Monday, 29 September 2014

Boko Haram: Two Shekau’s Down; Who's Next?

By now, the Nigerian military should be picking up a few useful insights into guerrilla warfare, which is going to be the preferred face of armed confrontation in the foreseeable future. During the conflict in the Niger Delta between the militants and the Nigerian Armed Forces, the militants used two names to issue public statements and threats: Jomo Gbomo and Cynthia Whyte.

Gbomo has fallen mute since the 2011 Independence Day bombing in Abuja, when the leader of MEND, Henry Okah, was apprehended and put on trial in South Africa.

It is Cynthia Whyte that is still talking any time MEND or those parading with the name issue a threat or claim responsibility for some mishap in the Niger Delta to prove they are still active even after five years of the Amnesty programme.

Boko Haram under its founder, Mohammed Yusuf, was not more than its predecessor jihadist anarchists led by Maitatsine and “Musa Makaniki” in Maiduguri and Jimeta, respectively in the 1980s. But when he was captured and killed and the original Abubakar Shekau emerged, Boko Haram assumed the toga of a full guerrilla outfit, feeding off sumptuous funding, floating arsenal of the deposed Muammar Gadhafi armoury and internal sabotage in the military and government by Boko Haram acolytes.

    When the military announced it had killed the original Shekau, Boko Haram mimicked the Niger Delta militants and brought out another bearded figure, which it said, was Shekau, to portray that the military was lying...
Unfortunately, most Nigerians chose to believe Boko Haram rather than the army fighting to protect them. Even the media stopped putting punctuation marks after the name of this upstart impostor. The military did not help matters because during the reign of Shekau II, a number of events took place to deflate the confidence Nigerians had in them. The Chibok girls were abducted in the most bizarre manner, with the insurgents making the Borno State and Federal Governments look like common idiots. Boko Haram struck and overran some military and security facilities, killing officers and seizing arms and logistics.

Mutinies took place and soldiers shot at their commanding officers, which led to a court martial. The Minister of Defence, Alhaji Aliyu Gusau, threatened to resign over quarrels with Service Chiefs, and Nigerian troops sent to the war front often fled in the face of Boko Haram assaults.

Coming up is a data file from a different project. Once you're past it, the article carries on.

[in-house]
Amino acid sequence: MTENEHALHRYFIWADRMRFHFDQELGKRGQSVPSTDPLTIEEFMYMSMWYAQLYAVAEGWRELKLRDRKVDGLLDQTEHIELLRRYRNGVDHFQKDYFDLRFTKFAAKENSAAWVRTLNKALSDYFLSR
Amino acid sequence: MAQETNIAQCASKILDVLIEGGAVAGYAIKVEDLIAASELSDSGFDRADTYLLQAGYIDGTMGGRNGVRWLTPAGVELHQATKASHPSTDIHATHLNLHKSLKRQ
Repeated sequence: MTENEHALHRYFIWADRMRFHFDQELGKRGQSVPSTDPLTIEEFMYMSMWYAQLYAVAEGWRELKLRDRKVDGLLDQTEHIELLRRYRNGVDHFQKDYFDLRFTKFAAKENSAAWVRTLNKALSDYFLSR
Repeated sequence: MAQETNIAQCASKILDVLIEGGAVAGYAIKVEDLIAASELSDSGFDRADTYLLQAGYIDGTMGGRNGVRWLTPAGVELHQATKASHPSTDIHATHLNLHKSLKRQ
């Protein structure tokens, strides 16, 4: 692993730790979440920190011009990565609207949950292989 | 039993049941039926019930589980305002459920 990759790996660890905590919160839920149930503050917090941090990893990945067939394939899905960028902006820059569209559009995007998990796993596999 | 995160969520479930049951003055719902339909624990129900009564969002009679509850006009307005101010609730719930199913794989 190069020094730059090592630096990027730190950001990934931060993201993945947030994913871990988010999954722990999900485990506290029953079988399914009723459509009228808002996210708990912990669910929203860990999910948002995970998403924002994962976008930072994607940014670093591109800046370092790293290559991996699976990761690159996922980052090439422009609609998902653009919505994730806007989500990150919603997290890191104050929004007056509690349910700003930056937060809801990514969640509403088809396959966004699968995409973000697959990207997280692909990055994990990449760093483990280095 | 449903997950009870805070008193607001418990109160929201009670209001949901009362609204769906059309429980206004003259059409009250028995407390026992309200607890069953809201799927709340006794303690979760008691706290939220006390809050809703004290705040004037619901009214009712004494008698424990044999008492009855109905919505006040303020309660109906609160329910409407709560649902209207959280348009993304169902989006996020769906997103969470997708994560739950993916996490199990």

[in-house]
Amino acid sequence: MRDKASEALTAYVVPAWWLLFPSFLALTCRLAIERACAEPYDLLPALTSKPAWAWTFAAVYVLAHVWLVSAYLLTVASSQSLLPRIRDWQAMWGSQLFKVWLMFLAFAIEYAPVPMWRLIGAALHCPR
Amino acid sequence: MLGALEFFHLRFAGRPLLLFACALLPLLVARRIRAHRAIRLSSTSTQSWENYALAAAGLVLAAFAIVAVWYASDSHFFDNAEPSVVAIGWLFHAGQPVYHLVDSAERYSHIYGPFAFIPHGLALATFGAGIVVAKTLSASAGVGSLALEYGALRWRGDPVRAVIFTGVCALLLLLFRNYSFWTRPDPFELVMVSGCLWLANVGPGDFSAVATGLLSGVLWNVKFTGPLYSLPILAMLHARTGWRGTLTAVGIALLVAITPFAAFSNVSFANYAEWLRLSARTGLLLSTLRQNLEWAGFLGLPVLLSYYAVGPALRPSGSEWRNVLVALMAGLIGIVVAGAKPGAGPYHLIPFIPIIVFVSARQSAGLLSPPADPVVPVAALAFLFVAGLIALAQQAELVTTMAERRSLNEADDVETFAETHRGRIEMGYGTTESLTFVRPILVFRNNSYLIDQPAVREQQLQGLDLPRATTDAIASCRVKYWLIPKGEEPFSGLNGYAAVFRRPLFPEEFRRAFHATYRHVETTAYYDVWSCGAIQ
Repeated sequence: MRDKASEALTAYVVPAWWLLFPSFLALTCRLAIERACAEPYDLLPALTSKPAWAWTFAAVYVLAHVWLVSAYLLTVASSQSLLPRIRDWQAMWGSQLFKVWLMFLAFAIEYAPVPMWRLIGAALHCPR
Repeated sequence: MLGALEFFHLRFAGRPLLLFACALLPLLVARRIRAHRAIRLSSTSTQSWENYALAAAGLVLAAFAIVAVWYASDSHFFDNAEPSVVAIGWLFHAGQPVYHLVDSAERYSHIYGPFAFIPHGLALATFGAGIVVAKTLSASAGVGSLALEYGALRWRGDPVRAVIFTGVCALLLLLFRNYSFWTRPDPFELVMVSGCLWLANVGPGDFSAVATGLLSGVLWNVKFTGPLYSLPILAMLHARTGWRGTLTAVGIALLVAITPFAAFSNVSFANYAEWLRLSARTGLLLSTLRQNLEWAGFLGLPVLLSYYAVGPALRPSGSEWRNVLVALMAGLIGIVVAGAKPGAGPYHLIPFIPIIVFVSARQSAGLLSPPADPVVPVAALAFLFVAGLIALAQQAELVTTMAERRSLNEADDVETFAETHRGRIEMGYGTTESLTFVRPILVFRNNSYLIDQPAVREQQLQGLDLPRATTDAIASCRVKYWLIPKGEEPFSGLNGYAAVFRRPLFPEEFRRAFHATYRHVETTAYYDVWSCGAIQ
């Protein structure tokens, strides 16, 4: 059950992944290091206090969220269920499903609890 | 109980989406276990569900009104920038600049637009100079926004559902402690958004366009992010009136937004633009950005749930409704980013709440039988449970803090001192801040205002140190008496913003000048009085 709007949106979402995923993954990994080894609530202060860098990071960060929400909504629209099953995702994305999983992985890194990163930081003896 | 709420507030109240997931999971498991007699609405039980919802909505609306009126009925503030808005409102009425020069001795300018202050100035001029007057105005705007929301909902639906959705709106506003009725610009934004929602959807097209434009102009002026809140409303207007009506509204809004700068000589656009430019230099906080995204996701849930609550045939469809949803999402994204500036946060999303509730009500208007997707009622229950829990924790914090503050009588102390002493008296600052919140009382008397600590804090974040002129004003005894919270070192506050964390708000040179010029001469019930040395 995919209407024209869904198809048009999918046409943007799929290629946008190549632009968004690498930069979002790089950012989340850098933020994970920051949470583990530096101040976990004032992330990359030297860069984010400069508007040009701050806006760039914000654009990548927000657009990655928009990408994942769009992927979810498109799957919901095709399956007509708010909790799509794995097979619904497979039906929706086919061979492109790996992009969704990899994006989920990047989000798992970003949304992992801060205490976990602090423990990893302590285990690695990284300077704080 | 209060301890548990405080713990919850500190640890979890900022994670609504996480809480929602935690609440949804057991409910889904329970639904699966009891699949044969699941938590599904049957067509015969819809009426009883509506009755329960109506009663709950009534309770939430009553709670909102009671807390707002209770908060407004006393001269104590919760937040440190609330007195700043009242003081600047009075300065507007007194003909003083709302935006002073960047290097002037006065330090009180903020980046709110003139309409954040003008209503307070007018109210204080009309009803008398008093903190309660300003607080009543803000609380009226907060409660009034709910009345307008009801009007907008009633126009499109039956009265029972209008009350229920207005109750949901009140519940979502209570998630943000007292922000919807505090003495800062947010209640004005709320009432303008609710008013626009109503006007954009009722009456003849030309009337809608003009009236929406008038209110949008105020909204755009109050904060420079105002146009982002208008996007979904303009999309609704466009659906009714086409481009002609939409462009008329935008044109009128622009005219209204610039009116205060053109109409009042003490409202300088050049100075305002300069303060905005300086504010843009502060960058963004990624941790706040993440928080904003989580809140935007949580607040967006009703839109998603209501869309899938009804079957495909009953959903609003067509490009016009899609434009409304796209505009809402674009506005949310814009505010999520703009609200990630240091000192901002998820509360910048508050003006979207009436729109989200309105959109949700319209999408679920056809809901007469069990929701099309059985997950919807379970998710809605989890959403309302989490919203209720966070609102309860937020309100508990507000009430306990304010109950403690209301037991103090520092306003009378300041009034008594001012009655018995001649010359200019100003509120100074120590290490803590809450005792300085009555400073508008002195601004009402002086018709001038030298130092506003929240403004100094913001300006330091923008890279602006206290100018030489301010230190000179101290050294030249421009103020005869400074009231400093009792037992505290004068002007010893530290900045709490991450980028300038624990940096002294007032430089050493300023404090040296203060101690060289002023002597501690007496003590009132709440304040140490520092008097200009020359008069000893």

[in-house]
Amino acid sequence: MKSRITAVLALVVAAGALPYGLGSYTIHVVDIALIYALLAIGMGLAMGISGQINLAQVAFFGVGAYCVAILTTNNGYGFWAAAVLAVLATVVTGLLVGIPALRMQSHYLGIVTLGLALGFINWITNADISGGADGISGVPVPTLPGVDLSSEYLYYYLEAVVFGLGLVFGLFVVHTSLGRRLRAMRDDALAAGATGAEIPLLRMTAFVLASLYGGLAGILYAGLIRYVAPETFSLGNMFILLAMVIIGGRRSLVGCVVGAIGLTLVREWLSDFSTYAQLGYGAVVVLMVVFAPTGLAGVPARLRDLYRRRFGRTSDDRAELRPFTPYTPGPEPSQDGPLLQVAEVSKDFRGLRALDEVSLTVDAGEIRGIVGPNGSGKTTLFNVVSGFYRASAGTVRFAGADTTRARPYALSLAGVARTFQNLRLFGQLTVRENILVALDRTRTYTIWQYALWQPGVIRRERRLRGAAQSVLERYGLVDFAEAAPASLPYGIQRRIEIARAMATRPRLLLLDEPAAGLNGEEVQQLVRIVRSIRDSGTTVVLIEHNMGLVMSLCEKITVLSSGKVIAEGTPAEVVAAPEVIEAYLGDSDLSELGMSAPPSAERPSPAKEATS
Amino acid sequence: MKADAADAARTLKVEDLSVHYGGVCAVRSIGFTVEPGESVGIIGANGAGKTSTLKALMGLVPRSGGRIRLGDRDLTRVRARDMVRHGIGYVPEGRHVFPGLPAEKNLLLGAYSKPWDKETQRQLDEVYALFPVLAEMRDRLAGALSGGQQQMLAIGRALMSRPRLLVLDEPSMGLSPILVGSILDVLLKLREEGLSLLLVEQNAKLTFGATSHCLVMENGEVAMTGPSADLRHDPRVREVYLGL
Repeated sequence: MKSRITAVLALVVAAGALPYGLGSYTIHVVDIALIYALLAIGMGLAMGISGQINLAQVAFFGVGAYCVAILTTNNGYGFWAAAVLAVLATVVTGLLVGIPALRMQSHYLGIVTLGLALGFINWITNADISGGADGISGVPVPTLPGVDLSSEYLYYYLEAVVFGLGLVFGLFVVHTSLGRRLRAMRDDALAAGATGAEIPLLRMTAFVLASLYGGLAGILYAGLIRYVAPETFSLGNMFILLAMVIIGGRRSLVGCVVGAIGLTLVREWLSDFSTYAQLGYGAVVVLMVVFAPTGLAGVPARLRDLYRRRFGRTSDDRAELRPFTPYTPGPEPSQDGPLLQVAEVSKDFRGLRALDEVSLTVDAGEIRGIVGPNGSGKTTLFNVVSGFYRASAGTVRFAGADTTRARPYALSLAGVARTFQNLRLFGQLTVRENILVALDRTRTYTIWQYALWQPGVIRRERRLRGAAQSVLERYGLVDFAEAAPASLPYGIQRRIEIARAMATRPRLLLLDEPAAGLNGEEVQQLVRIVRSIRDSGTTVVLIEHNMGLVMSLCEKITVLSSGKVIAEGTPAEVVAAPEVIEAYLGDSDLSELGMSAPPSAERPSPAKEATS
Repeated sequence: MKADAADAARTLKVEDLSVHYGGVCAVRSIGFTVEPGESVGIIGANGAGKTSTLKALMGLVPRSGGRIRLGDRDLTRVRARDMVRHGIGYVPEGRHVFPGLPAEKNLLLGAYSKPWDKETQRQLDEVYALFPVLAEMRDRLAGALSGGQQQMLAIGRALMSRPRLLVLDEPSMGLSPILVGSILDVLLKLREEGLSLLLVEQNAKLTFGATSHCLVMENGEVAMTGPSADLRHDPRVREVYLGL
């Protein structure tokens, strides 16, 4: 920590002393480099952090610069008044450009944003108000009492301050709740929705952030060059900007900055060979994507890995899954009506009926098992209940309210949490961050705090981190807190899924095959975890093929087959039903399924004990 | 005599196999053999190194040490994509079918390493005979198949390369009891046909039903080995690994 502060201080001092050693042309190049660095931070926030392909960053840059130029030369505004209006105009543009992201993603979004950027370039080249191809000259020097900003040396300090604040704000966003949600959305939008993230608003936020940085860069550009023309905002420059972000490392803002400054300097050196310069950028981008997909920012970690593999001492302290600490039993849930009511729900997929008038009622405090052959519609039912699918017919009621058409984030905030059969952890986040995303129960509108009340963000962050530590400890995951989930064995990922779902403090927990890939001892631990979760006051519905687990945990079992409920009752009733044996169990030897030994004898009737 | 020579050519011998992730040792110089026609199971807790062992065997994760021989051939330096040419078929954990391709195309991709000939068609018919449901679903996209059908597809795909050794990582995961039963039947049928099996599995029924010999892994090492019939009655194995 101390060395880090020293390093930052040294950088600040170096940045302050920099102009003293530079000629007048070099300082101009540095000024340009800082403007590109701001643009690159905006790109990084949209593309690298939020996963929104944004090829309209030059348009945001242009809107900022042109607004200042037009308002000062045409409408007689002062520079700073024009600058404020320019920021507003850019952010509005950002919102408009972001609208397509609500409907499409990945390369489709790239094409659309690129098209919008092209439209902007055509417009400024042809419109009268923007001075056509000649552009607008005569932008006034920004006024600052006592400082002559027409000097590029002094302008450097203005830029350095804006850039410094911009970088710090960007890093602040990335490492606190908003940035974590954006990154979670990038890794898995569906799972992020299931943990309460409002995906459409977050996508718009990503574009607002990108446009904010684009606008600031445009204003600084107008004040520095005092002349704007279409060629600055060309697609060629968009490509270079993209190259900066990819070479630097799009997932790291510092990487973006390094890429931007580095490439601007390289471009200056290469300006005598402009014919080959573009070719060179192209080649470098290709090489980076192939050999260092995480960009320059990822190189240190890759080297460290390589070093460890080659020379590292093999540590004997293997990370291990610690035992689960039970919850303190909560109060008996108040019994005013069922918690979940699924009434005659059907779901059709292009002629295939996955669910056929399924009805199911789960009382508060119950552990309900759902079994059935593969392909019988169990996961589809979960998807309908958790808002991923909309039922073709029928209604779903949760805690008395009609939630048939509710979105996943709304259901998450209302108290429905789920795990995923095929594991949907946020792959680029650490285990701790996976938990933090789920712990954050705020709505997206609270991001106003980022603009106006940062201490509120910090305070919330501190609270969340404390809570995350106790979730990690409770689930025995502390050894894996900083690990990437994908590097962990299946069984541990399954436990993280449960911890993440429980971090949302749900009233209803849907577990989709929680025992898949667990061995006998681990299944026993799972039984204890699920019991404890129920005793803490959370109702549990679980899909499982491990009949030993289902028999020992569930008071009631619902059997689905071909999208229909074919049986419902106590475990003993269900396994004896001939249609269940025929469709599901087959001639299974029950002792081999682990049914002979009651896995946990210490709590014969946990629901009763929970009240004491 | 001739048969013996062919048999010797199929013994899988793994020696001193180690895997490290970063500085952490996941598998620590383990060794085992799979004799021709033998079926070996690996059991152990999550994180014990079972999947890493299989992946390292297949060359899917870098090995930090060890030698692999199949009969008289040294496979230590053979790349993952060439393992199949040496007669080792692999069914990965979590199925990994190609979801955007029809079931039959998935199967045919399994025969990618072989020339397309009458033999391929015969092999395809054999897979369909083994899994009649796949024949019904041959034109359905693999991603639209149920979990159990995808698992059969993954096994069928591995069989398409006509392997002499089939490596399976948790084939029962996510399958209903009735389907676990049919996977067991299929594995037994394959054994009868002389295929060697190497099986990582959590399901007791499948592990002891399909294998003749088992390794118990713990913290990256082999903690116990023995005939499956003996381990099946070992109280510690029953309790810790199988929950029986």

In the streets, we fought one another on political party or ethno-sectional basis. All these reinforced Boko Haram under Shekau II and emboldened them to storm out of their hiding places in Sambisa Forest and start seizing territories to plant their comical “Islamic Caliphate” pennants.

The Nigerian Army must have realised that guerrilla warfare is more about brains than brawn. It is a mind game. Boko Haram under Shekau II fought us with deft application of mind game, and surged forward. It also took a commonsensical use of wits to snare Shekau II to his end.

Our soldiers captured some Boko Haram fighters in the battle of Konduga. They forced them to stage a false victory celebration and invite Shekau II to come and officiate. They laid an ambush and wasted the bastard. The tide of public opinion has now changed. Nigerians now believe the Army more on the death of Shekau II. Boko Haram fighters have lost their nerve and are surrendering.

We must keep chasing them right to the gates of hell, as US Vice President, Joe Biden would put it. The war has just gone into a new phase. It may not end tomorrow. Guerrilla wars never end that easily. Unless we press our advantage, Shekau III is likely to emerge. Boko Haram is already using their media acolyte, Ahmad Salkida; to deceive the public by saying Shekau is “alive, hale and hearty”. This simply means, “get ready for Shekau III”.

The killing of the two Shekaus is like cutting off a hydra’s head: it will simply grow another unless you stamp it out conclusively. This we must do, by standing together with our armed forces.

By Ochereome Nnanna for Vanguard

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